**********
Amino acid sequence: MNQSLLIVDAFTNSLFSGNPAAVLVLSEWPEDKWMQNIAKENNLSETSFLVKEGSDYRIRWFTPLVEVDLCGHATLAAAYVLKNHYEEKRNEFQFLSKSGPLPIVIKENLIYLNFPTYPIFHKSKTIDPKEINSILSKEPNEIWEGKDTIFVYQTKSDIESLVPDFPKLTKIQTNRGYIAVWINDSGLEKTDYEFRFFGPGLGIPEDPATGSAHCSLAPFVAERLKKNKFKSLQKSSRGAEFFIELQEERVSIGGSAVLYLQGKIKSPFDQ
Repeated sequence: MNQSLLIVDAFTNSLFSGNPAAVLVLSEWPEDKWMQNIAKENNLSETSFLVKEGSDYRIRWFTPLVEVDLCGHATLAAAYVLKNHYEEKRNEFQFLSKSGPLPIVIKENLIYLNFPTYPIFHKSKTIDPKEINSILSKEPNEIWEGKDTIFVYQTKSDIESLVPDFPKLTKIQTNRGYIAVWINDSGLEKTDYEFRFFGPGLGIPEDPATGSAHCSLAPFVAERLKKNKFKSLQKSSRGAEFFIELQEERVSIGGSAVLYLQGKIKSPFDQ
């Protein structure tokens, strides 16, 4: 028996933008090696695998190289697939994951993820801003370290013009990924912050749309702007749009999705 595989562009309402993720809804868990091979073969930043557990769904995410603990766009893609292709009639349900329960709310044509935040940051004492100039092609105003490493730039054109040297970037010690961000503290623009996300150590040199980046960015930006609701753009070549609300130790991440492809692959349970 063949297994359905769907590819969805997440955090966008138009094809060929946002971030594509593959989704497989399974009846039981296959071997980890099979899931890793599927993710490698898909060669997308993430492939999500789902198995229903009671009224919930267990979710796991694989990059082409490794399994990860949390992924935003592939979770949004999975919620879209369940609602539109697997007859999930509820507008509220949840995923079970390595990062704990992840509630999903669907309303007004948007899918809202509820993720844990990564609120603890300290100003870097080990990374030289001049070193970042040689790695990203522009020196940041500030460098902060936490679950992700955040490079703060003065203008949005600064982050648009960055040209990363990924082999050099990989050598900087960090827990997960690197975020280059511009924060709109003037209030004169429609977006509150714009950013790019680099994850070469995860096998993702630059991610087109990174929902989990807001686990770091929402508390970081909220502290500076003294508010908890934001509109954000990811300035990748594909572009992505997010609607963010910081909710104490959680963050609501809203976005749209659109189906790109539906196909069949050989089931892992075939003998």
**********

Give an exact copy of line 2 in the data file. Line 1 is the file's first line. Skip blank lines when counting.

Repeated sequence: MNQSLLIVDAFTNSLFSGNPAAVLVLSEWPEDKWMQNIAKENNLSETSFLVKEGSDYRIRWFTPLVEVDLCGHATLAAAYVLKNHYEEKRNEFQFLSKSGPLPIVIKENLIYLNFPTYPIFHKSKTIDPKEINSILSKEPNEIWEGKDTIFVYQTKSDIESLVPDFPKLTKIQTNRGYIAVWINDSGLEKTDYEFRFFGPGLGIPEDPATGSAHCSLAPFVAERLKKNKFKSLQKSSRGAEFFIELQEERVSIGGSAVLYLQGKIKSPFDQ